The quilters enlist the money and energy of the congregation in several ways. Before the quilts are shipped, five are put on display in Fellowship Hall to compete for the honor of most beautiful quilt of the year. The winning quilt is determined by the number of votes, in the form of $1 bills, stuffed into a box under each one. In 2017, the quilters ran a lottery during after-worship coffee hour. For $5, members could guess how many quilts would be produced that year by choosing any number from 100 on up. The proceeds are used to defray the quilters’ biggest cash outlay, for rolls of batting.
After the quilts are dedicated, they are packed into shipping boxes (another donated item) and driven to an “Ingathering.” For Immanuel in 2017, this was another Lutheran congregation in the Chicago suburbs, whose own volunteers loaded them onto a truck bound to the Lutheran World Relief warehouse in Maryland. Although in recent years the quilters themselves have been women, the congregations’ men are disproportionately involved in the camaraderie of packing and shipping.
Although LWR offers a method of tracking where a congregation’s quilts (and other donations) ultimately reach those who will use them, the group at Immanuel found the procedure cumbersome on their first try. One quilter wished that they could sew into each quilt a greeting from Immanuel Lutheran Church, but that idea was abandoned when another member pointed out that people using the quilts might be put at risk if evidence of their origin came to the attention of factions in a refugee settlement who are suspicious of Christian meddling in their world. Now, the LWR website specifies that quilts may not feature religious or patriotic symbols or messages. The quilters are content to know that most recipients use their quilts to provide warmth, even in warm climates, where temperatures can drop dramatically at night. But the quilts’ versatility also makes them useful as simple tents, floor coverings, or wraps to hold a baby on a mother’s back. According to the LWR website, recent shipments went to refugees in Congo, Haiti, India, Lebanon, Thailand, Ukraine, and other countries. In 2016, 346,170 quilts were produced and distributed worldwide.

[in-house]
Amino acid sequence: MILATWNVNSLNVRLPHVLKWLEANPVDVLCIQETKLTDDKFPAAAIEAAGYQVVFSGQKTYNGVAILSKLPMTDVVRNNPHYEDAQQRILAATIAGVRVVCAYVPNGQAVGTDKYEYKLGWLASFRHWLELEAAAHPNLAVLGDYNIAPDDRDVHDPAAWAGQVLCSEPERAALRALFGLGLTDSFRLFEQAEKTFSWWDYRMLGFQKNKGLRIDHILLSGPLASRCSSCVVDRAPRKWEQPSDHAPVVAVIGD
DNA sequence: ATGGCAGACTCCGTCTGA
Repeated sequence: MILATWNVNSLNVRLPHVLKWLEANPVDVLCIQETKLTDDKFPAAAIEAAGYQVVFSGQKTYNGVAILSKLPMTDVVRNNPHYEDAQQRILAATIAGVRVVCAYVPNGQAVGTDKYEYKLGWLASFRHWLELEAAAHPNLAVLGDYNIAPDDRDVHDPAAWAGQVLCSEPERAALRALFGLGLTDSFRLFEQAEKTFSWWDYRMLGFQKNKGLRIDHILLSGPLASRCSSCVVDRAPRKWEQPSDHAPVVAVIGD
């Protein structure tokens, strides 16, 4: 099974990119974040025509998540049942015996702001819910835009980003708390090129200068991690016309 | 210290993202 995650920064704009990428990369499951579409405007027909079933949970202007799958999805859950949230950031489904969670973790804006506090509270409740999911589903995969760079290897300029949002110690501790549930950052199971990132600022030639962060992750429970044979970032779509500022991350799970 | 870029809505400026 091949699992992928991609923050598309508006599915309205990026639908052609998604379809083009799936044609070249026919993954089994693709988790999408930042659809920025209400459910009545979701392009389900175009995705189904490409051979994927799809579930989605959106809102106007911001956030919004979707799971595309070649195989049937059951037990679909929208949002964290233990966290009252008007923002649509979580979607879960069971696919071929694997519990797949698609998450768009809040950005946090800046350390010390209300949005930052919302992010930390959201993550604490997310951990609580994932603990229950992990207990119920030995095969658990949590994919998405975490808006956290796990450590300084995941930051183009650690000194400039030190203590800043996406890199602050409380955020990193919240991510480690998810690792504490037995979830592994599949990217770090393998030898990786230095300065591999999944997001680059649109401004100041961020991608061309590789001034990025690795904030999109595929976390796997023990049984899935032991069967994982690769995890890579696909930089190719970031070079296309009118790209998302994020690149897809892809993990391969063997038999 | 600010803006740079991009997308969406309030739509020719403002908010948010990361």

For Immanuel, quilt making elevates a volunteer activity into a ministry that bridges generations and genders within the congregation and links the church to the local community, to other Lutherans in America, and to refugee camps across the world. Immanuel quilters quite tangibly make the congregation part of something that is immeasurably bigger than we are.
About the author:
R. Stephen Warner is Professor Emeritus of Sociology, University of Illinois, Chicago, and a former member of the Congregational Studies Team. Among his many contributions to the study of congregations in the US is A Church of Our Own: Disestablishment and Diversity in American Religion (2005). He is also a faithful member of Immanuel Lutheran.
Photos by Joe Simchak